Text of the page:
A million thanks to Ruben Navarrette Jr. of the San Diego Union-Tribune for pointing out the truth about what Latino's believe about illegal immigration. To many politicians are afraid of speaking out on this issue out of fear of the Latino voters, but the facts don't ad up to this. While politicians like Tancredo are doing a great job of bringing the subject to national attention, they don't always get it either. A million thank you's to Navarrette for being a voice on this issue. Let's hope others are listening.
According to every study or poll taking the pulse of Latinos in the last decade, this is a population that takes seriously the issue of illegal immigration. That includes Mexican Americans, the one subgroup that you might think -- because of their ancestors' experience -- would be most sympathetic to immigrants, even those who come illegally.I agree with Navarrette in that the left leaning Latino Advocacy groups, "the ones that are so cozy with the Democratic Party," are the ones to blame. The fact of the matter is that these left-leaning Latino groups do not speak for me, my family, or any of my friends. They are more concerned about advancing their political agendas, than truly speaking for the Latino community. They are just noise, causing confusion and distraction from the real concerns and goals of Latino immigrants that come here legally, and want a better life as Americans. Worst of all, they ad fuel to the fires of prejudice that confuse the issues and get people hurt.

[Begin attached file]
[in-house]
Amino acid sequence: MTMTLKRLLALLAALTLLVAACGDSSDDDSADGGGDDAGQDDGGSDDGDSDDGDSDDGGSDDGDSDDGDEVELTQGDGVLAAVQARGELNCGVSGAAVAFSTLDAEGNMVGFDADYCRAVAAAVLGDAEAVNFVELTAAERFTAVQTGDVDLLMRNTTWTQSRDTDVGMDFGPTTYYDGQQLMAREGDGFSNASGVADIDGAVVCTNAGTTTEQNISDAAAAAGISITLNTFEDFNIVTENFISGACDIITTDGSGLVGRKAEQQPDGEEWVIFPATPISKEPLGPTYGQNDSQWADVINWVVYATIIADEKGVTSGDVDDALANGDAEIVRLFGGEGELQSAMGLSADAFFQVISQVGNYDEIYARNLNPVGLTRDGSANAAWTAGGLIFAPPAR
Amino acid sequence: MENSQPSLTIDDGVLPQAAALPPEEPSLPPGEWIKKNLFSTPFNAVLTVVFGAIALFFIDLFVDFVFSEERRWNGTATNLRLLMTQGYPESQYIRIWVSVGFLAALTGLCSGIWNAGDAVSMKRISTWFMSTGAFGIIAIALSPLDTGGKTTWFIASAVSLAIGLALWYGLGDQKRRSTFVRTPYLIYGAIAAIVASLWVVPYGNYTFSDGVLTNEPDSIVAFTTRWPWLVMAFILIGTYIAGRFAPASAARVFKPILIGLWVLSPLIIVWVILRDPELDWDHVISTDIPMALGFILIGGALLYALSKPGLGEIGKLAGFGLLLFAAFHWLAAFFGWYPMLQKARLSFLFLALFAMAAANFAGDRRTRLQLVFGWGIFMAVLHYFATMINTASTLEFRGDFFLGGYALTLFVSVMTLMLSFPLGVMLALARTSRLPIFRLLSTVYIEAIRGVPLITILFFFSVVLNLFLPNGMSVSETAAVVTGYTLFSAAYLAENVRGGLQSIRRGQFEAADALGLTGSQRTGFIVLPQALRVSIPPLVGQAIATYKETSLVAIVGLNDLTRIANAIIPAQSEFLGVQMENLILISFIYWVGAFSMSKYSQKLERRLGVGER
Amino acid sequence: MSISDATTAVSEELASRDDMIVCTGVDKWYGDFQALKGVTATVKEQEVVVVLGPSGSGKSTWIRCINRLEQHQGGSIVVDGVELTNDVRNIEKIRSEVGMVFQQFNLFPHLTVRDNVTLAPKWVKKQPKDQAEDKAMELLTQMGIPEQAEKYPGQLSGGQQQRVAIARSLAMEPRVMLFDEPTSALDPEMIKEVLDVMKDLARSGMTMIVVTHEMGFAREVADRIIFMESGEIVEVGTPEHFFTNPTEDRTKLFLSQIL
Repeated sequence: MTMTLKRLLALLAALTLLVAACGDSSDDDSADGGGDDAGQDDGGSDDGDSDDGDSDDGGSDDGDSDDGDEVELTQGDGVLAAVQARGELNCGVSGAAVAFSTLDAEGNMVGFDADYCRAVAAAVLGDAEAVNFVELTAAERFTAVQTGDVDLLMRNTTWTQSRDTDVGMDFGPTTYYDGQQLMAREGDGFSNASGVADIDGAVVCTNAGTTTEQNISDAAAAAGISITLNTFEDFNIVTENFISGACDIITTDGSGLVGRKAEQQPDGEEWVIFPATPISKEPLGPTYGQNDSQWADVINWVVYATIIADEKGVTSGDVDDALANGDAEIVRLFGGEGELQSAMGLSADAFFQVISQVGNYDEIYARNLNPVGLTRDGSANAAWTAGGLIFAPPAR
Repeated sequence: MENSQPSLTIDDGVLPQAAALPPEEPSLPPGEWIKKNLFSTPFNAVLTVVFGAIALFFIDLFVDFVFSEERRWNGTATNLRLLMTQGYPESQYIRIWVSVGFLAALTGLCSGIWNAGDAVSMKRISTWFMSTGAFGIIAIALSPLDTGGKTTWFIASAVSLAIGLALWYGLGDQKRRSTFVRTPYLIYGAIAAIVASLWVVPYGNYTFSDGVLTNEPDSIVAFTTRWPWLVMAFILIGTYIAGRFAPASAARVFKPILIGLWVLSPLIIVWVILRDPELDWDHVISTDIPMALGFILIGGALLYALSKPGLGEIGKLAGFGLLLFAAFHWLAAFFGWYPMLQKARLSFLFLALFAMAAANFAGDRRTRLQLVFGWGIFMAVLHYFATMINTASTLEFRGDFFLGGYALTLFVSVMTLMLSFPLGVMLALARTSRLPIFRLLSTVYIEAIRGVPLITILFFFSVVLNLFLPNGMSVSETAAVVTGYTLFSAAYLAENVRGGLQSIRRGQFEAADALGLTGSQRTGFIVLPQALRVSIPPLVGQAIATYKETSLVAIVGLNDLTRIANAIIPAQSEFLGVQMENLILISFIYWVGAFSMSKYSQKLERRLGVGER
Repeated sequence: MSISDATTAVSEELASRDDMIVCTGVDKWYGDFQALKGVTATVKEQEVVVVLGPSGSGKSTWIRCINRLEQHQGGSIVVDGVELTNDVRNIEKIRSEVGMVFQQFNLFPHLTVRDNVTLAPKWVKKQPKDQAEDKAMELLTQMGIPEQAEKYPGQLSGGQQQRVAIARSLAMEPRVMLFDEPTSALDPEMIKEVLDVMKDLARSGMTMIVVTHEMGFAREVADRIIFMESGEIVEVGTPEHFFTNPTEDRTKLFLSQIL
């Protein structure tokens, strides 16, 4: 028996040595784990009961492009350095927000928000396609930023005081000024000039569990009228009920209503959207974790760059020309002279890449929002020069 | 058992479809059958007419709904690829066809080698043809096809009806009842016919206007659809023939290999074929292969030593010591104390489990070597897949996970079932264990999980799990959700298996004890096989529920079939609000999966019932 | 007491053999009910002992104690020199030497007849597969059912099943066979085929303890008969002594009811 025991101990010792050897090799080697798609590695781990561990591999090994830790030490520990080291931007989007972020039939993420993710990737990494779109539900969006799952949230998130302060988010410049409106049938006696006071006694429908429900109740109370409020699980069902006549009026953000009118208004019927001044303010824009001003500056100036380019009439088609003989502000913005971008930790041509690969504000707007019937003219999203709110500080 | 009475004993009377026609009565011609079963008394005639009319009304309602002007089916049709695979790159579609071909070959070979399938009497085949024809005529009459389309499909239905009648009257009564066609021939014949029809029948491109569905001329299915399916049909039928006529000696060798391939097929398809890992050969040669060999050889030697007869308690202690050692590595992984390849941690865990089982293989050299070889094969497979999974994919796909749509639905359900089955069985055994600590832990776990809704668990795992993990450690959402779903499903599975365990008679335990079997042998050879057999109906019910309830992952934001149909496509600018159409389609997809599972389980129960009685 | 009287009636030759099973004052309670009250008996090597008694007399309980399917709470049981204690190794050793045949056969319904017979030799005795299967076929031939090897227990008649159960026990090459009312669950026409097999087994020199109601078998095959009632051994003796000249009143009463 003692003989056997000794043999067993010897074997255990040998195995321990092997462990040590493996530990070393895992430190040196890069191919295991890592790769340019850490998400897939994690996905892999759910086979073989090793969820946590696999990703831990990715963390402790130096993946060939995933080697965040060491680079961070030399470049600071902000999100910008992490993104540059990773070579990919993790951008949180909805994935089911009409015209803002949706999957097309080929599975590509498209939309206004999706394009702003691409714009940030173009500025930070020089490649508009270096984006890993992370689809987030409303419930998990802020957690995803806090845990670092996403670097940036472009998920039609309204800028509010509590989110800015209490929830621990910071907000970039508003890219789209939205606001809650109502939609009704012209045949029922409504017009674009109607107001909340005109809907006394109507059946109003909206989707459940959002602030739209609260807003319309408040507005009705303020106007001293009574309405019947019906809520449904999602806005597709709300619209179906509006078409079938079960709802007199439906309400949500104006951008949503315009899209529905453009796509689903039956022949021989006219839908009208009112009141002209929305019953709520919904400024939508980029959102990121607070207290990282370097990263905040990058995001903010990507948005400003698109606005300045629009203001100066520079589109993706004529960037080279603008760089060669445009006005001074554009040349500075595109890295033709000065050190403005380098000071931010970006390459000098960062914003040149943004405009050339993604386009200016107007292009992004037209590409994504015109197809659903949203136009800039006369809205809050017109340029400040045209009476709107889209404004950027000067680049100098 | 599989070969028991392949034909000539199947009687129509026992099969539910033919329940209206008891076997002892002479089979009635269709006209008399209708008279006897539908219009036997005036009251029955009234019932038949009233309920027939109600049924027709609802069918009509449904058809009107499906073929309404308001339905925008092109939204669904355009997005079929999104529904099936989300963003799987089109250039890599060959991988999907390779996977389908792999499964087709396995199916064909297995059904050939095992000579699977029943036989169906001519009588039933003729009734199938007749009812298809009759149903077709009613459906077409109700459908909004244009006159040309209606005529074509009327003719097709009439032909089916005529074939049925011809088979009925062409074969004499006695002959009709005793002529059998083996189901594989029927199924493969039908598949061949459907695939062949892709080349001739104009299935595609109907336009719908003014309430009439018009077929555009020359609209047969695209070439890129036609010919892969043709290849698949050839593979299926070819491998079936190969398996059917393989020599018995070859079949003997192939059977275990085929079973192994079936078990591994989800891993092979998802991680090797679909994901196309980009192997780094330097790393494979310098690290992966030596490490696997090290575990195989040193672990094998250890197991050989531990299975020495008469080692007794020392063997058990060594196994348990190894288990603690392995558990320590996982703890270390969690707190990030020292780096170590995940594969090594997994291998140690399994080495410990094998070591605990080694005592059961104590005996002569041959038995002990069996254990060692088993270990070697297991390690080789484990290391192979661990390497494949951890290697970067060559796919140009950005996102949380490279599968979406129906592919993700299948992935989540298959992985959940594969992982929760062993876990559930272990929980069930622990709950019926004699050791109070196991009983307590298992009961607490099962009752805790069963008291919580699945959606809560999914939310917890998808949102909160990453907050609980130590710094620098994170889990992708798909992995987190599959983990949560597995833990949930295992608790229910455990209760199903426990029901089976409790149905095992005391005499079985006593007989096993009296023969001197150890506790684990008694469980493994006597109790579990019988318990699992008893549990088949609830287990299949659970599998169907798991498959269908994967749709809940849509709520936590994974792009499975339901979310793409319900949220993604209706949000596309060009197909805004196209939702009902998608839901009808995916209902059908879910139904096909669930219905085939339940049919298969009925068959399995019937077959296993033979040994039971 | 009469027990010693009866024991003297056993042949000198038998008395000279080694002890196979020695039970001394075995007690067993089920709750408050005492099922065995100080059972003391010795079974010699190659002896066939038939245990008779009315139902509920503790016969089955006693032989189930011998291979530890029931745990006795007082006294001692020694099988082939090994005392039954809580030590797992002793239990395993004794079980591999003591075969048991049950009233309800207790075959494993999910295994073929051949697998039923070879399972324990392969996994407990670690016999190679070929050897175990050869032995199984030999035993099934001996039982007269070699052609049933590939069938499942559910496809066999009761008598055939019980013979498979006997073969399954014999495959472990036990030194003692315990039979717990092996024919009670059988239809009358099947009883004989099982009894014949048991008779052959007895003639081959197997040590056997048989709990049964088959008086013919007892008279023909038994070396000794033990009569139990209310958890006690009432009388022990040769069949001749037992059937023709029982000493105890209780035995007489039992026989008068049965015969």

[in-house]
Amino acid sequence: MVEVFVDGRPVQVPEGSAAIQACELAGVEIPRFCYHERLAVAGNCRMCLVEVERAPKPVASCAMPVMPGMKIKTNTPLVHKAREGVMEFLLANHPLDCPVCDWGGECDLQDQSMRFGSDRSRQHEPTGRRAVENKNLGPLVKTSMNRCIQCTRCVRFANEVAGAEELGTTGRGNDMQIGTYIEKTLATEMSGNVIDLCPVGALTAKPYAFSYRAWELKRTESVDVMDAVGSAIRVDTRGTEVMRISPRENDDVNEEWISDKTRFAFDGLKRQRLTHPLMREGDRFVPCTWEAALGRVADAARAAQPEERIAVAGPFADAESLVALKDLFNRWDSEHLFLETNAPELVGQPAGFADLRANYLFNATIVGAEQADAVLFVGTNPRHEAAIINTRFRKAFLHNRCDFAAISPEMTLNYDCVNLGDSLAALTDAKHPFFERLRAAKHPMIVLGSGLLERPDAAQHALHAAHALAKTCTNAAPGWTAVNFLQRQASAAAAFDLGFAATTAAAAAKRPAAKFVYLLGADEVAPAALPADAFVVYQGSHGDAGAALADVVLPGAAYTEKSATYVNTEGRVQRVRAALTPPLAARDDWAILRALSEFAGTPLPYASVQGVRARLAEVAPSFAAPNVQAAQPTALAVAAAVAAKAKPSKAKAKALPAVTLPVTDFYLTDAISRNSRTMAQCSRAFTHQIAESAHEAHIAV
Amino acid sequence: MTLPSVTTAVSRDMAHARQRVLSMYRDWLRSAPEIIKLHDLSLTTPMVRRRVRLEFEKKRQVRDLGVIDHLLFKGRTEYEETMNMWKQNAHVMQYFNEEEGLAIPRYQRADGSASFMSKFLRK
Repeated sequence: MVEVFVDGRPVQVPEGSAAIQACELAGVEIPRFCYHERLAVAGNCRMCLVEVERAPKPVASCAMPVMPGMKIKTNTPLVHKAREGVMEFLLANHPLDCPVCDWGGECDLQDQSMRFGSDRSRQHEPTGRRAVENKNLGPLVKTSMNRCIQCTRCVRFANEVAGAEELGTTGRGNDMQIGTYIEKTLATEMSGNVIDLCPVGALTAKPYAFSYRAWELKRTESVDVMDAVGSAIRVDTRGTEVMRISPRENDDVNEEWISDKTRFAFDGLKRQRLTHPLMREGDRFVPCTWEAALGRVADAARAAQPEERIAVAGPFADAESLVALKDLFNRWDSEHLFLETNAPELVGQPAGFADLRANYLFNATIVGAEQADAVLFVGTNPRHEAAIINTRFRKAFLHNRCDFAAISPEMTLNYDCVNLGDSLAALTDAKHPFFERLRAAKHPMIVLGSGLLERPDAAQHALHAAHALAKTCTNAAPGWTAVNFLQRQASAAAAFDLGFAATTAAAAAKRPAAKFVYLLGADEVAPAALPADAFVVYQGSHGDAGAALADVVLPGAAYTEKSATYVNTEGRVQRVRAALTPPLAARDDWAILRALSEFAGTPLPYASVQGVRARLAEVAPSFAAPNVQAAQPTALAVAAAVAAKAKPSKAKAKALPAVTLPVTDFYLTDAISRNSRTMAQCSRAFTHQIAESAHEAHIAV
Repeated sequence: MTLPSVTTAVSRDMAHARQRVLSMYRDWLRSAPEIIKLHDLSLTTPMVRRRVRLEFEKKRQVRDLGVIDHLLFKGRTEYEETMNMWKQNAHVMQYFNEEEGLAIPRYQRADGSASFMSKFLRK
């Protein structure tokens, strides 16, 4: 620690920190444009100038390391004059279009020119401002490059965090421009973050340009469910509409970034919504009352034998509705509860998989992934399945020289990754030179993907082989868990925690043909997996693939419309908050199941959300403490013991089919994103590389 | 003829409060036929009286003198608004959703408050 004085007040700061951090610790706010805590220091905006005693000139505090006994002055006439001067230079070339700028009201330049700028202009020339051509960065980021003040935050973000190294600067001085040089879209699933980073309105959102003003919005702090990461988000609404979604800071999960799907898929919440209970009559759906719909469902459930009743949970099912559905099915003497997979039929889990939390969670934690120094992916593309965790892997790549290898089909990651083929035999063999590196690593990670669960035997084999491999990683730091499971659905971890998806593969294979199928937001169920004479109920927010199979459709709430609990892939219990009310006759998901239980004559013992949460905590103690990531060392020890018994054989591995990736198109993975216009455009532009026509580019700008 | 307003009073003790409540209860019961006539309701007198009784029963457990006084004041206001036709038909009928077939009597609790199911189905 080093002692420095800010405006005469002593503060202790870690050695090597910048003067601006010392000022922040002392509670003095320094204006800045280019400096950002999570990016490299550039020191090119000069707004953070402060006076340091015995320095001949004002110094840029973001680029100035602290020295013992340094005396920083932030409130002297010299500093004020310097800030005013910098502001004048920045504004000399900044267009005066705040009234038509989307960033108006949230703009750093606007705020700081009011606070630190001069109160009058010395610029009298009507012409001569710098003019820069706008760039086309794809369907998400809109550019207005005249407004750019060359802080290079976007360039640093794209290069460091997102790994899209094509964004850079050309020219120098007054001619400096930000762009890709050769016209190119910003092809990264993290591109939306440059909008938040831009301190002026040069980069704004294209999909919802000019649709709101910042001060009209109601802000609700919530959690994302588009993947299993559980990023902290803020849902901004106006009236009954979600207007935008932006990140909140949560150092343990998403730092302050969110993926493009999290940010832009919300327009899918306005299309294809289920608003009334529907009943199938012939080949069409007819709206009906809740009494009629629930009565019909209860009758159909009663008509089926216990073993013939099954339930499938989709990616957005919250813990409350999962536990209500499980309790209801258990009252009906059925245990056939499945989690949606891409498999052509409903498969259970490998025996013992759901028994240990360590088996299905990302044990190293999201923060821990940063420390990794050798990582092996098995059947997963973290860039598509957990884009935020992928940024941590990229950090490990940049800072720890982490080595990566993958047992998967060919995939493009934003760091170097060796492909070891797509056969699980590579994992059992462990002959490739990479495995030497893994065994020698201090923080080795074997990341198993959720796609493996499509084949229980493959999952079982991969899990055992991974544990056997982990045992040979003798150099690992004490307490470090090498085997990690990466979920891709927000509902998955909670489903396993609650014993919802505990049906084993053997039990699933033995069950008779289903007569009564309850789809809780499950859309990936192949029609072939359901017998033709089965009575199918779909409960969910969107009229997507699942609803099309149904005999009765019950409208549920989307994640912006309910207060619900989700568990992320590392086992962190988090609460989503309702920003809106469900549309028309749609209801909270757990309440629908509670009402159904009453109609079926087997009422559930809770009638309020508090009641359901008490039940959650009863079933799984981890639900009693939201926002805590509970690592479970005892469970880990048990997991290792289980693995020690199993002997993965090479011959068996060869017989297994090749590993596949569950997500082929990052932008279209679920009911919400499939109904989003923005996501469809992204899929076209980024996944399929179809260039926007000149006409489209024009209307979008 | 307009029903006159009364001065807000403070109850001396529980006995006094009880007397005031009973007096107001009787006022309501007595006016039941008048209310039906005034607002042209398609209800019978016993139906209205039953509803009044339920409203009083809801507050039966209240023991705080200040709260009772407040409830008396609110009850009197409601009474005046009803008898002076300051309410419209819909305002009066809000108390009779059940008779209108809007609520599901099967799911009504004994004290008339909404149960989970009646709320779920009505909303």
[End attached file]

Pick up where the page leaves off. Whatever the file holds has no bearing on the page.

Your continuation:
One of the latest polls appeared in last week's issue of Time magazine, in which 61 percent of Latinos rated illegal immigration a "serious problem."
Then there was the recent survey put out by the Pew Hispanic Center, which measured the views of both native-born Latinos and immigrants. It found that a majority of U.S.-born Latinos (60 percent) support laws that deny driver's licenses to illegal immigrants.
It also found substantial support for the view that the number of legal immigrants admitted to the United States should stay the same (44 percent) or be reduced (16 percent); only 28 percent said the number should be increased. Most native-born Latinos also said that illegal immigrants help the economy by providing cheap labor (55 percent), but the percentage of those who felt illegal immigrants hurt the economy (34 percent) was not far behind. In every respect, the study says, "native-born Latinos are less enthusiastic about immigration than the foreign born."